Overdose leads to unconsciousness, respiratory depression, and extreme miosis, although the latter is not always apparent because asphyxia can result in pupillary dilation. Deaths are due to respiratory failure. The IV injection of an opioid antagonist, such as naloxone or nalmefene, can reverse all effects immediately and produce rapid recovery (see Chapter 36). However, it is important not to administer too large a dose, because severe withdrawal could be precipitated in a physically dependent patient. The duration of action of naloxone is shorter than that of opioid agonists, and patients should be observed to ensure severe intoxication does not re-emerge. Nalmefene has a longer duration of action.

Heroin users often begin by smoking, but many eventually progress to IV injection because of the increased rapidity of effect. This leads to many medical problems. Particularly dangerous is sharing of needles and other injection paraphernalia, which dramatically increases blood-borne infections, including HIV and hepatitis. Street heroin is not pure but is “cut” with several compounds including sugar, starch, powdered milk, quinine, and strychnine, which causes convulsions. These substances are also dangerous because they can block small arteries to vital organs. Long-term effects of IV heroin use include collapsed veins, infection of heart linings and valves, abscesses, and pulmonary complications.

Most abusers only gradually become physically dependent. Some take opioids for years at intervals insufficient to produce dependence. Initial users are generally confident that they can control their use and only dimly aware of their gradual dependence. Taking multiple daily doses of heroin or other opioids usually results in significant dependence within a few weeks.

The significance of physical dependence is in the inexorable appearance of the withdrawal syndrome, beginning approximately 6 hours after the last heroin injection. Many signs and symptoms are opposite to the effects of acute administration. In withdrawal, the positive reinforcing effects are amplified by instant alleviation of withdrawal sickness. Many dependent abusers are tolerant to the positive reinforcing effects, and continued drug use provides only relief from withdrawal. If a person is not treated, withdrawal reaches peak severity in approximately 24 hours and ceases in 7 to 10 days. This rarely constitutes a medical emergency and is considerably less dangerous than withdrawal from alcohol or barbiturates.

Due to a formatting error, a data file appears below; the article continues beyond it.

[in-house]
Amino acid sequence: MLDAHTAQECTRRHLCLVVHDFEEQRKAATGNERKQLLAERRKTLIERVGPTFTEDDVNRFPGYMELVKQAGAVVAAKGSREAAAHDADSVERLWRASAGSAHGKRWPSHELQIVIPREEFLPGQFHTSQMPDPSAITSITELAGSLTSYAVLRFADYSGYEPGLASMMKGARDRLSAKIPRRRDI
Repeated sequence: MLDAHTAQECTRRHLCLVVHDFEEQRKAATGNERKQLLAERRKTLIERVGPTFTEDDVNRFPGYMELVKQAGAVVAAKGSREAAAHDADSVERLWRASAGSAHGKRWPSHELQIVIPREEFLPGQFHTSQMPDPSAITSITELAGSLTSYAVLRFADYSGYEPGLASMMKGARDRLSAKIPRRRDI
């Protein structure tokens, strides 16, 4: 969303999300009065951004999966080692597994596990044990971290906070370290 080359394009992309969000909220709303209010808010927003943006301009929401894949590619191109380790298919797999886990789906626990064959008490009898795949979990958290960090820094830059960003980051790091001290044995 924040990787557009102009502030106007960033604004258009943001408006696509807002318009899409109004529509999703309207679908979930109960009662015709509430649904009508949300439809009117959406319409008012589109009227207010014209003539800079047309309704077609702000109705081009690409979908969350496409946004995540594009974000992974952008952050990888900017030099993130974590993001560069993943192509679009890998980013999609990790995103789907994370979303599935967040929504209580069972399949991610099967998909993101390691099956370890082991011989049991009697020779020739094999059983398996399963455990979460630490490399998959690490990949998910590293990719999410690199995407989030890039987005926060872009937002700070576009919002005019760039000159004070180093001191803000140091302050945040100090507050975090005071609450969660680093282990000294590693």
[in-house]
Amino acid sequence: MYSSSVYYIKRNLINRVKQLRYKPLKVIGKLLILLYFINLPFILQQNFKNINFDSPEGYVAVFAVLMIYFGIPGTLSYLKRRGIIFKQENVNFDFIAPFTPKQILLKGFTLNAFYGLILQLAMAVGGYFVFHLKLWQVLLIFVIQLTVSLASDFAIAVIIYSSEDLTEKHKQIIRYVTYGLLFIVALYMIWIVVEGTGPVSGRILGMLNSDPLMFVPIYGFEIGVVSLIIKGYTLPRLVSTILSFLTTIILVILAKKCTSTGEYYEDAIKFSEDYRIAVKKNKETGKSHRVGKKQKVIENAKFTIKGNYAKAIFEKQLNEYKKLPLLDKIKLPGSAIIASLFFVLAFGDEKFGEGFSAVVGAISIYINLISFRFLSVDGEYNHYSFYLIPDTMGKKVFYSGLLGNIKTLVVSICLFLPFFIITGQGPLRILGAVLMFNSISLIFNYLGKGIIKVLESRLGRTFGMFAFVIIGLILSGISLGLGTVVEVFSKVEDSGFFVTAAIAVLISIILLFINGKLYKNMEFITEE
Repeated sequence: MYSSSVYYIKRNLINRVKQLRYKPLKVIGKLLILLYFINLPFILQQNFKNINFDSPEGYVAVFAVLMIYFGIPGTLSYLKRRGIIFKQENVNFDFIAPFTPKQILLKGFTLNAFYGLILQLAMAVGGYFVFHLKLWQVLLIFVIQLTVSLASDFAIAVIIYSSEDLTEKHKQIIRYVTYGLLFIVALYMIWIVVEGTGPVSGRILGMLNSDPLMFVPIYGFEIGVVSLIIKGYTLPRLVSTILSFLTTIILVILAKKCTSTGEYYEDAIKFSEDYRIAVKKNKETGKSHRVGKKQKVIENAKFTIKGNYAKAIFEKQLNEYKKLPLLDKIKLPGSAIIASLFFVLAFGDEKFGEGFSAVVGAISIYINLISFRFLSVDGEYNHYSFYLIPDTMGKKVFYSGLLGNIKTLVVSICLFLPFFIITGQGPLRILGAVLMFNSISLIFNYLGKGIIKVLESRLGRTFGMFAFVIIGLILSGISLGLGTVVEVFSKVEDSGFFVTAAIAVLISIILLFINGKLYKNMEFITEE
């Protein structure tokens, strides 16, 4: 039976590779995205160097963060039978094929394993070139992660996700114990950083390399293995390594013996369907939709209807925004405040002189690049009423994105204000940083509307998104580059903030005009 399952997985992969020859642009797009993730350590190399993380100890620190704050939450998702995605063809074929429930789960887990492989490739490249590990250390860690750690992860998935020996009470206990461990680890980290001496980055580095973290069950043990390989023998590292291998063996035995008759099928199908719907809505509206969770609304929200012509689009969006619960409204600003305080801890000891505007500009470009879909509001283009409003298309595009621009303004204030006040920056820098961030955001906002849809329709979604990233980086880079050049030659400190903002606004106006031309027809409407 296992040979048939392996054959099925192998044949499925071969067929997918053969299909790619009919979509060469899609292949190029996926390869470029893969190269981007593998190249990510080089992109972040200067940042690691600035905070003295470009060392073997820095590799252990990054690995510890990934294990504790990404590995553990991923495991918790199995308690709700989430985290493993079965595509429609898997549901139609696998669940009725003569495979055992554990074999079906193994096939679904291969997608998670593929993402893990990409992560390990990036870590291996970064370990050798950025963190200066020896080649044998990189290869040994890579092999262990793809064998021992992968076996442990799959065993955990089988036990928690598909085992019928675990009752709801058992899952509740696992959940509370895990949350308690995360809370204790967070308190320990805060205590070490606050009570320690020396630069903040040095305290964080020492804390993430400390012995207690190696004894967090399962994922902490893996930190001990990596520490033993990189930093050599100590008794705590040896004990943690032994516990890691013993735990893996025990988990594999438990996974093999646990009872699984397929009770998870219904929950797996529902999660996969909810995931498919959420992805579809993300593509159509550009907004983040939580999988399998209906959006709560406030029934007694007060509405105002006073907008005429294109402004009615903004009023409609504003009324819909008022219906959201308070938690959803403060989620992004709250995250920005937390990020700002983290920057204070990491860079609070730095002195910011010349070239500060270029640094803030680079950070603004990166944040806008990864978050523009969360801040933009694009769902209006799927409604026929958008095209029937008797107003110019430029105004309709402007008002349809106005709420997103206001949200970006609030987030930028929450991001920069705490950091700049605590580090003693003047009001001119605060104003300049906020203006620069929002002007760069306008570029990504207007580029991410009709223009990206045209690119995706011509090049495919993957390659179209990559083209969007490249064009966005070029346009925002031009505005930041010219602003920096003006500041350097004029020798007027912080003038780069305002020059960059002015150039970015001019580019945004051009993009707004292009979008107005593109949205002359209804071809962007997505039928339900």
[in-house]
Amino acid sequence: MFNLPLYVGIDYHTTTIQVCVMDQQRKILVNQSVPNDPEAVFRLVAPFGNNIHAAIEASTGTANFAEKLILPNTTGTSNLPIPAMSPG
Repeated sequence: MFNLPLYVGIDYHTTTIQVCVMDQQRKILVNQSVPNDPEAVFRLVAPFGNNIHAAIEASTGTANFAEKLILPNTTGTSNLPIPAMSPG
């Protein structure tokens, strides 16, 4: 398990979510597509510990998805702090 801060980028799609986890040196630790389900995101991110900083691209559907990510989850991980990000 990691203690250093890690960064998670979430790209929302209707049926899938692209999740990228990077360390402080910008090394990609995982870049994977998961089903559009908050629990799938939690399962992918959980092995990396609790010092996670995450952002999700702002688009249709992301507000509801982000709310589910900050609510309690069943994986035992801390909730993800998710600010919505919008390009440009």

Opioids cross the placental barrier, and a newborn of an opioid-dependent mother will undergo withdrawal within 6 to 12 hours of birth. The long-term consequences of prenatal opioid dependence are poorly understood, but it may be best to maintain the mother on methadone and treat the infant with opioids rather than withdraw the mother before parturition. Otherwise, she may leave treatment and resume opioid abuse without adequate prenatal care.

Cross-dependence occurs among all full opioid agonists. Hydromorphone, meperidine, oxycodone, and others can reverse withdrawal and at appropriate doses can produce a heroin-like intoxication in addicts. Less-efficacious agonists such as codeine and dextropropoxyphene also show cross-dependence. A major problem is that heroin abusers often exhibit convincing symptoms that require prescription of analgesics, which are then used to treat withdrawal.

Mixed opioid agonist-antagonists and partial agonists such as pentazocine, butorphanol, nalbuphine, and buprenorphine (see Chapter 36) are less abused than full agonists, although each has a slightly different profile. Except for buprenorphine, they show little cross-dependence with heroin and can exacerbate withdrawal; thus they offer little attraction for addicts.